Footloose

Footloose

"Footloose" (Paramount)

After a night of dirty dancing by five hard-drinking, drug-taking high school seniors from a small Southern town ends with a fatal car crash, one victim's father (Dennis Quaid), the local Presbyterian minister, spearheads legislation to ban public dancing. But his daughter (Julianne Hough) supports an underground teen revolt, which gains steam with the arrival from Boston of a James Dean-like pouting rebel (Kenny Wormald).

Director Craig Brewer's remake of the 1984 film of the same title retains -- and ramps up -- the problematic message of the original, namely, that teenagers must disobey their parents, break all the rules and follow their dreams no matter the consequences. Negative portrayal of religion; acceptance of teenage drinking, drug use, sexual activity and reckless driving; a brutal assault; and a few instances of crude and crass language.

The Catholic News Service classification is O -- morally offensive. The Motion Picture Association of America rating is PG-13 -- parents strongly cautioned. Some material may be inappropriate for children under 13.

The Thing

The Thing

"The Thing" (Universal)

Billed as a prequel to John Carpenter's 1982 movie of the same name, itself a remake of a 1951 horror classic, this passable creature feature follows a paleontologist (Mary Elizabeth Winstead) to Antarctica where Norwegian researchers have discovered a parasitic alien buried inside a glacier. Dutch director Matthijs van Heijningen makes little attempt to deepen the story's thematic subtext or exploit the inherently menacing atmosphere.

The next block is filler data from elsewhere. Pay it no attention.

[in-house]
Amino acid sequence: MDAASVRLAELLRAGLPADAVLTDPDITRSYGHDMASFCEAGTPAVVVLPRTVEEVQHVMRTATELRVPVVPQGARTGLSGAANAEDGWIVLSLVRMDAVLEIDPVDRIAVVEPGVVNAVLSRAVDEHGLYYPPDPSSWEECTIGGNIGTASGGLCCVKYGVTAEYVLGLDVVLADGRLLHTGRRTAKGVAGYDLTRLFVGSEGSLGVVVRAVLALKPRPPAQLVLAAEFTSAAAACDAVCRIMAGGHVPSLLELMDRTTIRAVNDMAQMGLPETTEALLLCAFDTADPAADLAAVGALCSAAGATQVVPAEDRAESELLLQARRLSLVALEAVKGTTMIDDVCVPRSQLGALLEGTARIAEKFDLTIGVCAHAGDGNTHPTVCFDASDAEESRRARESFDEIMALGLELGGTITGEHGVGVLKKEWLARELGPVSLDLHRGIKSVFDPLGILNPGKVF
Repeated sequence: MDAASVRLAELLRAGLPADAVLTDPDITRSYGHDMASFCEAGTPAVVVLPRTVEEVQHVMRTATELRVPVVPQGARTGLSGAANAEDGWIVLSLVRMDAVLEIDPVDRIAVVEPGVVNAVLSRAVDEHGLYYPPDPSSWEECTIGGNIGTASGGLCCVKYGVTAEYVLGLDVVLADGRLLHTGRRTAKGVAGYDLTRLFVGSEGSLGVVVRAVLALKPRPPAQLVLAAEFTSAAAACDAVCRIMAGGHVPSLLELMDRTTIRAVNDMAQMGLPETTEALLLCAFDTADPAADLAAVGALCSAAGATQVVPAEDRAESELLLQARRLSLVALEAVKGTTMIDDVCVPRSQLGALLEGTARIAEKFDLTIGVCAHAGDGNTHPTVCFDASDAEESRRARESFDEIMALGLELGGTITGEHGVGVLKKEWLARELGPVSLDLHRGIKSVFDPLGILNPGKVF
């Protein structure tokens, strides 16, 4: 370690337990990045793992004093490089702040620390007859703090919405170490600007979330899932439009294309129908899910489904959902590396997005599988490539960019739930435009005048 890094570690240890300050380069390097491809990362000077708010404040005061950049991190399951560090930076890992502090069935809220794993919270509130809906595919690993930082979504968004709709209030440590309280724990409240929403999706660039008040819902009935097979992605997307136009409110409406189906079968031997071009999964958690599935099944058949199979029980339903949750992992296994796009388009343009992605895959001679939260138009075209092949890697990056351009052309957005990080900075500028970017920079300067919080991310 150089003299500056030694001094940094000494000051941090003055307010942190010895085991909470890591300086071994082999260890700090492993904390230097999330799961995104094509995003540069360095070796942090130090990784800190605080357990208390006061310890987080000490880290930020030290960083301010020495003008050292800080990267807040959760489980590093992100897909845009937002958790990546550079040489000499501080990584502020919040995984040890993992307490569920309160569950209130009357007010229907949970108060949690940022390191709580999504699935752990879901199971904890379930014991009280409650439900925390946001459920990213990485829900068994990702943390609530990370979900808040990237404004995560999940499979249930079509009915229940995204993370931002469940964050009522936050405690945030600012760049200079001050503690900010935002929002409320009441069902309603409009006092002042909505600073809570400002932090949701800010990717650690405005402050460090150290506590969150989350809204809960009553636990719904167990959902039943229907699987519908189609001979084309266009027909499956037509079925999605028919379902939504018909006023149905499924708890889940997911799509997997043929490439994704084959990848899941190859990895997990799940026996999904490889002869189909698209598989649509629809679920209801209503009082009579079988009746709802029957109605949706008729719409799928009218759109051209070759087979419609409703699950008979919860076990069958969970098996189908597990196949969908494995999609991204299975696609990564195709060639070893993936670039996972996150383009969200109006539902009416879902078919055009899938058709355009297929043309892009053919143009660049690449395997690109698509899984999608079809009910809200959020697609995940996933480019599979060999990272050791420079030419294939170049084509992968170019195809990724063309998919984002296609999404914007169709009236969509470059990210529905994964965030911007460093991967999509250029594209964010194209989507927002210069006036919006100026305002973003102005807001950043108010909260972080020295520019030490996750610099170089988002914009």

The shortcomings of his adequate but unnecessary homage don't amount to an egregious crime against cinema, good taste or decency. But his focus on the forensic clarity of the visual effects will unsettle many. Frequent intense, gory creature violence, an implied suicide, some profanity, much rough, crude and crass language, a lewd reference to incest.

The Catholic News Service classification is L -- limited adult audience, films whose problematic content many adults would find troubling. The Motion Picture Association of America rating is R -- restricted. Under 17 requires accompanying parent or adult guardian.

The Way

The Way

"The Way" (Producers Distribution Agency/ARC)

After his semi-estranged son (Emilio Estevez) dies in a freak storm while hiking the ancient pilgrimage route from France to the Spanish shrine of Santiago de Compostela, a California doctor (Martin Sheen) and self-identified lapsed Catholic resolves to complete the journey as a means of honoring the lad's memory. Along the mountainous path, he meets three fellow sojourners -- a tart-tongued Canadian (Deborah Kara Unger), a merrily gormandizing Dutchman (Yorick van Wageningen) and a garrulous Irish writer (James Nesbitt) -- who together begin to break down both his self-imposed isolation and the mild orneriness by which he enforces it.

Estevez, who also wrote and directed, takes viewers on a reflective, and ultimately rewarding, exploration of elemental themes that challenges materialistic values. But the film's focus, like the varied motivations of the contemporary pilgrims it portrays, is more broadly spiritual than specifically religious, faith being treated, albeit with refreshing respect, as something the characters encounter rather than fully embrace. Brief partial rear nudity, drug use, a couple of instances of profanity and of crass language, references to abortion and sexuality.

The Catholic News Service classification is A-III -- adults. The Motion Picture Association of America rating is PG-13 -- parents strongly cautioned. Some material may be inappropriate for children under 13.

Published in Movie News
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